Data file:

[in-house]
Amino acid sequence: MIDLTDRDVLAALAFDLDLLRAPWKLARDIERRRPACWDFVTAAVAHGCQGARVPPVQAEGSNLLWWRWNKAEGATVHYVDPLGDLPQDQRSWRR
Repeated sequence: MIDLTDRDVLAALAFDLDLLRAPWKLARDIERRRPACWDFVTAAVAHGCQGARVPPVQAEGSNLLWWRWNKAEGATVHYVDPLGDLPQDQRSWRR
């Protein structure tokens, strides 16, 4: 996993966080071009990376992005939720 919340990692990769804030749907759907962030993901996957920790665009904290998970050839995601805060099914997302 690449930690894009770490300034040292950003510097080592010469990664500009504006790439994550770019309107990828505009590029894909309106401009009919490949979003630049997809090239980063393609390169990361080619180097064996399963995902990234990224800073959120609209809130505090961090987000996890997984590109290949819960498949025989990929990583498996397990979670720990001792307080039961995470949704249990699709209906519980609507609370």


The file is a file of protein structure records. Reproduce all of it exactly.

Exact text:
[in-house]
Amino acid sequence: MIDLTDRDVLAALAFDLDLLRAPWKLARDIERRRPACWDFVTAAVAHGCQGARVPPVQAEGSNLLWWRWNKAEGATVHYVDPLGDLPQDQRSWRR
Repeated sequence: MIDLTDRDVLAALAFDLDLLRAPWKLARDIERRRPACWDFVTAAVAHGCQGARVPPVQAEGSNLLWWRWNKAEGATVHYVDPLGDLPQDQRSWRR
């Protein structure tokens, strides 16, 4: 996993966080071009990376992005939720 919340990692990769804030749907759907962030993901996957920790665009904290998970050839995601805060099914997302 690449930690894009770490300034040292950003510097080592010469990664500009504006790439994550770019309107990828505009590029894909309106401009009919490949979003630049997809090239980063393609390169990361080619180097064996399963995902990234990224800073959120609209809130505090961090987000996890997984590109290949819960498949025989990929990583498996397990979670720990001792307080039961995470949704249990699709209906519980609507609370």